Chemical and physical analysis

 

The ground samples (leaf and stem fractions) were analyzed in the laboratory for crude protein, neutral detergent fiber (NDF), acid detergent fiber (ADF), acid detergent lignin (ADL), ash and silica.  The crude protein and ash were determined by Association of Official Analytical Chemist (AOAC 1984).  Chemical composition for NDF, ADF and ADL were analyzed according to the procedures of Goering and Van Soest (1970) and silica was determined according to the method as described by Smith et al (1971). The organic matter and cellulose content were obtained by calculation. The digestible dry matter (DDM) was calculated based on Pioneer Forage Manual, A Nutritional Guide (Holland and Kezar 1990):

 

Digestible Dry Matter (DDM) = 88.9 – (%ADF x 0.779)

 

The plant physical (agronomic) properties such as leaf to stem ratio, grain to straw ratio, grain yield, straw yield and stem height were recorded.

 

Statistical analysis

 

The data were analyzed by using a paired T-test to evaluate significant differences between two rice varieties. The analysis was run on a SAS Version 6.12 statistical package.

 

Results and discussion 

Chemical composition

The chemical composition and dry matter digestibility in each botanical fractions of two rice varieties are shown in Table 1.


Table 1.  Straw chemical composition of two rice varieties

Chemical composition, %

Botanical

Variety

Means

Significant level

Fraction

Biris

Saratani

Crude protein

Stem

5.34

4.68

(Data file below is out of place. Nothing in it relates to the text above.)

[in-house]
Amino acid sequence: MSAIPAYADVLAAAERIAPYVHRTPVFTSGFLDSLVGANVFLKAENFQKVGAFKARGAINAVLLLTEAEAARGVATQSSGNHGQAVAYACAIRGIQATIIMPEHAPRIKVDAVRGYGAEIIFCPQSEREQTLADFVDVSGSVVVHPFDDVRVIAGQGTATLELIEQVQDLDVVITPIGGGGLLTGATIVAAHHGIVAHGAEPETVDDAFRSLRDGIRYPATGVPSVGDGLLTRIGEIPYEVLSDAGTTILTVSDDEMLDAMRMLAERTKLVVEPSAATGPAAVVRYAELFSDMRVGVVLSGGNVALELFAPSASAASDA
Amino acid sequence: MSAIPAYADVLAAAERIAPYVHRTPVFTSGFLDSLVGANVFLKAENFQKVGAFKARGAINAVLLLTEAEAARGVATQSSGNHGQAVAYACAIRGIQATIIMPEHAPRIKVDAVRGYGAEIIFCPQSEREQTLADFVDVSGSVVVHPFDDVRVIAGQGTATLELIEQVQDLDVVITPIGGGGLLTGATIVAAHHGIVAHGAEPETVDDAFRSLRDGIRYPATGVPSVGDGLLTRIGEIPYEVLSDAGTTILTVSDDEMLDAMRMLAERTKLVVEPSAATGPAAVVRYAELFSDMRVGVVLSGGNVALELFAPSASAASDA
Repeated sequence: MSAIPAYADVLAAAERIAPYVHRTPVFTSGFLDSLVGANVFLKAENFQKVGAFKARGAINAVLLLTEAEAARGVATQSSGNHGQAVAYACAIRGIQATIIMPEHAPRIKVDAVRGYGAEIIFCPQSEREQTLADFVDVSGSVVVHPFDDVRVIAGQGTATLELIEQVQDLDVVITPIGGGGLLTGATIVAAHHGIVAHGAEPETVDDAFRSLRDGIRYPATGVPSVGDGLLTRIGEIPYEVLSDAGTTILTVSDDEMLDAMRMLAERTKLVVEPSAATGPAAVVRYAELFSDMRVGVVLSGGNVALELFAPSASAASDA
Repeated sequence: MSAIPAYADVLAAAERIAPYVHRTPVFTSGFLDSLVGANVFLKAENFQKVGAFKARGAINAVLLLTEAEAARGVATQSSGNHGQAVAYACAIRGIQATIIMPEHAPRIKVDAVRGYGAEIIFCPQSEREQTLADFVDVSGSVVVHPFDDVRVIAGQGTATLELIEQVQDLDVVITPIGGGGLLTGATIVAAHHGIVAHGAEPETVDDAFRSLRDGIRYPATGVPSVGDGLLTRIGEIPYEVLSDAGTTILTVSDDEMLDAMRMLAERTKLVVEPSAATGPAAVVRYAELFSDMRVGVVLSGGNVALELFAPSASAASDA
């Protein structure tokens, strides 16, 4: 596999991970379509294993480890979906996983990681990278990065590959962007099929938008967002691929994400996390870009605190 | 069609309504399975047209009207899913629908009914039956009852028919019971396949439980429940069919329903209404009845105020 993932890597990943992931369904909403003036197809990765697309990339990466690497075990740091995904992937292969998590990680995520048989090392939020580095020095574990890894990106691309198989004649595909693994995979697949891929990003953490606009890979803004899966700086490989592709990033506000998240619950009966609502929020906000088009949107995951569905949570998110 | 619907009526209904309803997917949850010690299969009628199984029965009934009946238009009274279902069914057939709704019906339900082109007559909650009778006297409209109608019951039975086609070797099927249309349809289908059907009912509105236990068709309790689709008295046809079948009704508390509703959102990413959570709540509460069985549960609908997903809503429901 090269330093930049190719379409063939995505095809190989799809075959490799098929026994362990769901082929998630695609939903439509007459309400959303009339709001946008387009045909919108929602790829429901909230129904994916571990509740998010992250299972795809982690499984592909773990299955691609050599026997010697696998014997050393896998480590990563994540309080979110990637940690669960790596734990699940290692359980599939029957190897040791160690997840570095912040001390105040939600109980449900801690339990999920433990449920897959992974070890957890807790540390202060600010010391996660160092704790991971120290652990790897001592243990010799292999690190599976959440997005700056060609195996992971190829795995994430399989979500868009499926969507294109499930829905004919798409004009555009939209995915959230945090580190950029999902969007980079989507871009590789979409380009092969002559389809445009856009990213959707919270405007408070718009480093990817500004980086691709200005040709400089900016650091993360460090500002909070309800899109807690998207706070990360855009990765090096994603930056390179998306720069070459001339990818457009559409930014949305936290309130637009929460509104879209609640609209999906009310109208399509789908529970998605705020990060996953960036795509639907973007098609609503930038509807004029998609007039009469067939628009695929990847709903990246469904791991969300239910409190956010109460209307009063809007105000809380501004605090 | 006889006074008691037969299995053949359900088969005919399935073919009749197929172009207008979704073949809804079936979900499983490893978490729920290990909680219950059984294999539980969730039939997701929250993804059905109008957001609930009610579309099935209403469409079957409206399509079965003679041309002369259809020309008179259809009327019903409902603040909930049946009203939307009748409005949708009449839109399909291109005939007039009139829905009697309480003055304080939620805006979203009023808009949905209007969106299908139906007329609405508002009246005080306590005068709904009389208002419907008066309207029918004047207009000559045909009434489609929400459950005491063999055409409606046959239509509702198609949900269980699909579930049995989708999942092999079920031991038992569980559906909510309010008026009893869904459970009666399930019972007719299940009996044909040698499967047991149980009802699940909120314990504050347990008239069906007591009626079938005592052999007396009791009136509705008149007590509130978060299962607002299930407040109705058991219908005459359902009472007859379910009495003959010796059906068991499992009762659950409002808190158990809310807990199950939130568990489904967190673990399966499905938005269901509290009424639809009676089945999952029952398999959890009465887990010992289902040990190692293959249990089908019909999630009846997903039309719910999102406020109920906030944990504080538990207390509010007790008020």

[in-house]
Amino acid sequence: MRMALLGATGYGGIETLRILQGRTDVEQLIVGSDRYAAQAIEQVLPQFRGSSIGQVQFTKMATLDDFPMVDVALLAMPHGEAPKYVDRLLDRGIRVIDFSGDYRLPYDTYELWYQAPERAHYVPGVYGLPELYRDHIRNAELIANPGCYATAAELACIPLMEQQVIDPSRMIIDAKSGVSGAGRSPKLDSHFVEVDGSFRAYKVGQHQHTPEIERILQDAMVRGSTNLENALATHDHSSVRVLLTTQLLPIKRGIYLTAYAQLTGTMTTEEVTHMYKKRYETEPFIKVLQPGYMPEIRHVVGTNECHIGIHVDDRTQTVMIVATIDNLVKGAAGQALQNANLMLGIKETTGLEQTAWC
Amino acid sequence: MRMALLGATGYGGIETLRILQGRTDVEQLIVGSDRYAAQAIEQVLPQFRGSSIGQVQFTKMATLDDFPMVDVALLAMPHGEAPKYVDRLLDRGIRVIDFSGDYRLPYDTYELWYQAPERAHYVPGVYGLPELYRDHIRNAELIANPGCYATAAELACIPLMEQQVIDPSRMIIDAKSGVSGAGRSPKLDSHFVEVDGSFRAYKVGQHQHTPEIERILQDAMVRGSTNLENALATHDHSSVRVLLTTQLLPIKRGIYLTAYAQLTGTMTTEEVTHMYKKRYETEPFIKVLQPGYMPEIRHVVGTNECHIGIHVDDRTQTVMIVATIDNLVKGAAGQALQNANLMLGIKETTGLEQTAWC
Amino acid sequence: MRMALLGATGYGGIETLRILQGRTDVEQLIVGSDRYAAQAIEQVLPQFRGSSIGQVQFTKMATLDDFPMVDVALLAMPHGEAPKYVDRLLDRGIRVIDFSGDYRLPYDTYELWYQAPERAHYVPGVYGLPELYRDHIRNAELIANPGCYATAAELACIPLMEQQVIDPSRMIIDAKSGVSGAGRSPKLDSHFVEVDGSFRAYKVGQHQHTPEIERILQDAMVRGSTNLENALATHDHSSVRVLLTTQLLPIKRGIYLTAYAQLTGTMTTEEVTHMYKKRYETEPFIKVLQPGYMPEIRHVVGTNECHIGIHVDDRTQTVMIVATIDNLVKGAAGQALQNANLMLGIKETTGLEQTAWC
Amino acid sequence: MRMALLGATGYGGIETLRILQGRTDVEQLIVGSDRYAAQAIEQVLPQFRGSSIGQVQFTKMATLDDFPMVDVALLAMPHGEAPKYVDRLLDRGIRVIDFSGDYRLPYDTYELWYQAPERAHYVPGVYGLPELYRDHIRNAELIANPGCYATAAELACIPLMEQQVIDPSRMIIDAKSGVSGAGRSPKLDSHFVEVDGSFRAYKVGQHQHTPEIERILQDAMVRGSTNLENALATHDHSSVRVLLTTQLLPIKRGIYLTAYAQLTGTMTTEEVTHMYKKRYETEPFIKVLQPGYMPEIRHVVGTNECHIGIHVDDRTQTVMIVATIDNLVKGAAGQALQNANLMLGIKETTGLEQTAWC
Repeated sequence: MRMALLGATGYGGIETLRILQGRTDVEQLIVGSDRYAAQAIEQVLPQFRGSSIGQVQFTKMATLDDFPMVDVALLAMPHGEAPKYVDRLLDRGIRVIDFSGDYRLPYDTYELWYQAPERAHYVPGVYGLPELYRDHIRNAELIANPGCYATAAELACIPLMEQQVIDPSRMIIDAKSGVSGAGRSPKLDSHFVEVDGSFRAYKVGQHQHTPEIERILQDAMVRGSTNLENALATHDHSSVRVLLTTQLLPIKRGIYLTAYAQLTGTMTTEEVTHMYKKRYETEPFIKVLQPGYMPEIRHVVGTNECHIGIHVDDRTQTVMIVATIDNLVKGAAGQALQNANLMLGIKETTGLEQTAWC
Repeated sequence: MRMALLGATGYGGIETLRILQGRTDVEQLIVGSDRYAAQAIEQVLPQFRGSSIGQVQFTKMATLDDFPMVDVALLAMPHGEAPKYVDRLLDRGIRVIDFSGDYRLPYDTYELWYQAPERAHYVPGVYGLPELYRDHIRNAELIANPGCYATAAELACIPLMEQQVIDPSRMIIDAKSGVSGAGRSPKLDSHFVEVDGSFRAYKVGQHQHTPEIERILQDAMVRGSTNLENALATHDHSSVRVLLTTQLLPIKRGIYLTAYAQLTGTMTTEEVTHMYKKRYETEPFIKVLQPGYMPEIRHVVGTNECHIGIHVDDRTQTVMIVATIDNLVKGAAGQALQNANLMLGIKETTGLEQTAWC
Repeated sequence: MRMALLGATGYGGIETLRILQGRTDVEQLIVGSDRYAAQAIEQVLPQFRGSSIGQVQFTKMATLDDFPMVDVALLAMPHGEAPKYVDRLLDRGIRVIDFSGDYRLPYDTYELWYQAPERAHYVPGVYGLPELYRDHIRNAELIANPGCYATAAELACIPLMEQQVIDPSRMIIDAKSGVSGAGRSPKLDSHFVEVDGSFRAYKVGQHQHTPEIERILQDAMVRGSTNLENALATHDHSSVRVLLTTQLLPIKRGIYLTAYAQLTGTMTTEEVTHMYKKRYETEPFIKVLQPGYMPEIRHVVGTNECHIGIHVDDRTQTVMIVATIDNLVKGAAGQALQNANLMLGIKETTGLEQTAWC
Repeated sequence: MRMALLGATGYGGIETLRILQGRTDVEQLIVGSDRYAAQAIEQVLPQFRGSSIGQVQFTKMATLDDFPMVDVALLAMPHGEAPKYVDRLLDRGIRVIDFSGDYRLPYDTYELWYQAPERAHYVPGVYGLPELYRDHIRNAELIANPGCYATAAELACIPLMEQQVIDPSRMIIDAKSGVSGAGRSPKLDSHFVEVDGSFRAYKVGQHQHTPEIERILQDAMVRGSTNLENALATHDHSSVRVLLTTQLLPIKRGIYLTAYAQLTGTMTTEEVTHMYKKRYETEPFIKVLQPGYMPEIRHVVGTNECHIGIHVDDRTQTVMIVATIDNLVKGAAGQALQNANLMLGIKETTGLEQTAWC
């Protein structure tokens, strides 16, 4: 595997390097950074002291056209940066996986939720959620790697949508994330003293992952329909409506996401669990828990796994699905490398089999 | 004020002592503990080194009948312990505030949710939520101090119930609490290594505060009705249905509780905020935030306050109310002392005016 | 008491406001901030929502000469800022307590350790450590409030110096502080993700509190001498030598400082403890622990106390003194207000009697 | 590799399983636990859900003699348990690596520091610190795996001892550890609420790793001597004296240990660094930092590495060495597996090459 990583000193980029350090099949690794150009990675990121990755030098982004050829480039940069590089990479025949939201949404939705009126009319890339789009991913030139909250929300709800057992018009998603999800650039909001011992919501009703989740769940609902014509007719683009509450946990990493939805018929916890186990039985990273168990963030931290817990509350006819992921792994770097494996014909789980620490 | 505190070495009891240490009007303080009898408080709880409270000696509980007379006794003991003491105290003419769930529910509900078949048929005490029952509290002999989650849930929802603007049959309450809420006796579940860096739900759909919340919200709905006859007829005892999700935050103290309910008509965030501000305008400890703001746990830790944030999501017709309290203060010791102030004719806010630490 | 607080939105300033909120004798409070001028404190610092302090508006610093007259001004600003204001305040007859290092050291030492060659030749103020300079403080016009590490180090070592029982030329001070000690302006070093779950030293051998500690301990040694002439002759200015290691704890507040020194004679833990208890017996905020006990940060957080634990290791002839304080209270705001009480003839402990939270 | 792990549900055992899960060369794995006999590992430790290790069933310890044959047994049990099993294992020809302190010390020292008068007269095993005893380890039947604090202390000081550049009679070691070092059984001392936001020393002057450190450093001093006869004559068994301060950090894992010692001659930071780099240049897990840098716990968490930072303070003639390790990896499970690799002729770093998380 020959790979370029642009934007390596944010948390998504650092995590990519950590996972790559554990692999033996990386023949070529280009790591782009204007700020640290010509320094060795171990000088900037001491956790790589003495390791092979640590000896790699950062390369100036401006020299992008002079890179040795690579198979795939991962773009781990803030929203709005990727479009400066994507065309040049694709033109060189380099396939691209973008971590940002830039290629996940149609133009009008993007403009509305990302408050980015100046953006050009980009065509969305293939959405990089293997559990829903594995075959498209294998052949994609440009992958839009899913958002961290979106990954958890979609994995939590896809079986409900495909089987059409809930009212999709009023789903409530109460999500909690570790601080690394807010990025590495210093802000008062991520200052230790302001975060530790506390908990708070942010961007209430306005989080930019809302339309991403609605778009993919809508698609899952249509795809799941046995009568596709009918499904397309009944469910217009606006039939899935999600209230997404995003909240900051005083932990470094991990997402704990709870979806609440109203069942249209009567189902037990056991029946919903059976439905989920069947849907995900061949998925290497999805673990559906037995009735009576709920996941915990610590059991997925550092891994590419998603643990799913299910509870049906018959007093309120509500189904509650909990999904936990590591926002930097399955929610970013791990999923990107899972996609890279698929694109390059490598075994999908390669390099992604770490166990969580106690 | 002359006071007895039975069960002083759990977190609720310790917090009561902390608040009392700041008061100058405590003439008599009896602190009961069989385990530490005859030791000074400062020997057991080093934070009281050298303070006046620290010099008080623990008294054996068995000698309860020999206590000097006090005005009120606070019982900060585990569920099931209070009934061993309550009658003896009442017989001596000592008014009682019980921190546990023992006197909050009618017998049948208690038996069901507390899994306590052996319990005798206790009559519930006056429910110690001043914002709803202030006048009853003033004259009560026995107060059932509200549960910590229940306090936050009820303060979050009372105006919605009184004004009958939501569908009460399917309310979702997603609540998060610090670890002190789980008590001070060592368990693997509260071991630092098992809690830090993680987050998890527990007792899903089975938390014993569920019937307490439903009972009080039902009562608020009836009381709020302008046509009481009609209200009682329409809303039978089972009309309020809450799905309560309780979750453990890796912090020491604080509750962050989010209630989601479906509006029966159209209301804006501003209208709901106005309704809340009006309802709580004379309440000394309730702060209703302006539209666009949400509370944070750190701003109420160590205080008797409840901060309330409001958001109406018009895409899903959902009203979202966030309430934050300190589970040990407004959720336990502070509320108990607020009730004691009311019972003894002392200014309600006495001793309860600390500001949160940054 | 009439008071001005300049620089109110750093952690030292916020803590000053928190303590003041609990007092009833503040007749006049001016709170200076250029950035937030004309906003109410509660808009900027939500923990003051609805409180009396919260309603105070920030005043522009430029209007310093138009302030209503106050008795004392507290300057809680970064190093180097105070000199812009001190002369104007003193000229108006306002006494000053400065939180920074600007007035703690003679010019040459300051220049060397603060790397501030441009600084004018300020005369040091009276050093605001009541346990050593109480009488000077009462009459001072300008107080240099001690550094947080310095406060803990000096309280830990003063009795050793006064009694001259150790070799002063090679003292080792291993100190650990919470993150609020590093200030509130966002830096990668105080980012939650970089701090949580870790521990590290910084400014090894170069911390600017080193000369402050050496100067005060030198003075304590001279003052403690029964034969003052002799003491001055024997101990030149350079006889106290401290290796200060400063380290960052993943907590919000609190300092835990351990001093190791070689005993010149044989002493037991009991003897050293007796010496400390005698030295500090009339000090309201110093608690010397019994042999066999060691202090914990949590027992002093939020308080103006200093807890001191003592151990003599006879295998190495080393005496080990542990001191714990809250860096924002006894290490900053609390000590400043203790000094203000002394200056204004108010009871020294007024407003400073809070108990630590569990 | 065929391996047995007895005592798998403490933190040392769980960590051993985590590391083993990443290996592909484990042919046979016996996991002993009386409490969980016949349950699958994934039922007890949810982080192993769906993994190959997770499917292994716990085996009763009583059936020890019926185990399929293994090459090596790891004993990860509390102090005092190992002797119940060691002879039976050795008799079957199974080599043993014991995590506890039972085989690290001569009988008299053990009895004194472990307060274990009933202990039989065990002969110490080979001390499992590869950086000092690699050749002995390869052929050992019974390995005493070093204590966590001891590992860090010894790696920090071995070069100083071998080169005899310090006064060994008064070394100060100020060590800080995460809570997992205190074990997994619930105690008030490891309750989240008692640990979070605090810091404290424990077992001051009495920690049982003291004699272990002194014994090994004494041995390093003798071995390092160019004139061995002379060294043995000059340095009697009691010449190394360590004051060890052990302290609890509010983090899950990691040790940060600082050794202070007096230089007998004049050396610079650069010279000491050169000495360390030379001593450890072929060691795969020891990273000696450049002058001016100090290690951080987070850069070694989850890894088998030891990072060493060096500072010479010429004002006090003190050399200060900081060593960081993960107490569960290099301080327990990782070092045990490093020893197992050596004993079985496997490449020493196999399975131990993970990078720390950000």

5.01

*

Leaf

4.33

3.80

4.07

ns

NDF

Stem

57.6

55.1

56.4

**

Leaf

51.8

57.2

54.5

**

ADF

Stem

51.2

45.1

2

*

Leaf

55.1

48.6

51.9

***

ADL

Stem

10.8

3.26

7.03

***

Leaf

11.8

4.28

8.04

***

Silica

Stem

9.46

7.59

8.53

ns

Leaf

19.6

15.8

17.7

*

Dry matter digestibility

Stem

49.0

53.8

51.4

**

Leaf

46.0

51.1

48.6

***

Ash

Stem

11.8

8.56

10.2

**

Leaf

21.8

16.9

19.4

**

Organic matter

Stem

88.2

91.4

89.8

**

Leaf

78.2

83.1

80.7

**

Cellulose

Stem

28.6

33.2

30.9

ns

Leaf

21.5

27.4

24.5

**

***P<0.001; **P<0.01; *P<0.05; ns P>0.05

 

 

 


Between the varieties, Biris has the highest concentration of ADF (P<0.05), ADL (P<0.001) and ash (P<0.01) where as Saratani has the highest dry matter digestibility (P<0.01) and organic matter (P<0.01) content. Crude protein concentration in the stem fraction of Biris is higher (5.34%) than Saratani. The concentration of crude protein in the leaf fraction did not differ significantly (P>0.05) between the varieties. However, the highest crude protein content of 5.34% reported in this study is still below the critical level of 7% which is necessary for voluntary feed intake in ruminants. Therefore, rice straw should not be used as a sole feed for ruminants but only recommended as a replacement for part of the forage in a ration. High content of silica is found deposited in the leaf fraction of Biris (19.6%) (P<0.05). Silica that is absorbed and metabolized by forage crops has been found to be an important factor in reducing the digestibility of cell wall constituents (Agbagla-Dohnani et al 2003). Saratani has higher cellulose content in the leaf fraction (P<0.01). The cellulose content in the stem fraction for both varieties was not significantly different (P>0.05). NDF content was observed to be highest in the stem fraction of Biris (57.6%) and leaf fraction of Saratani (57.2%).

 

Physical properties

 

The physical properties of two rice varieties are given in Table 2.


Table 2.    Physical (agronomic) properties of two rice varieties

Physical properties

Varieties

Significant level

Biris

Saratani

Grain yield, t/ha

2.19

3.47

*

Grain : straw

0.45

0.99

**

Straw yield, t/ha

4.87

3.49

***

Stem height, cm

81.4

68

ns

leaf : stem

1.13

0.64

*

***P<0.001; **P<0.01; *P<0.05; ns P>0.05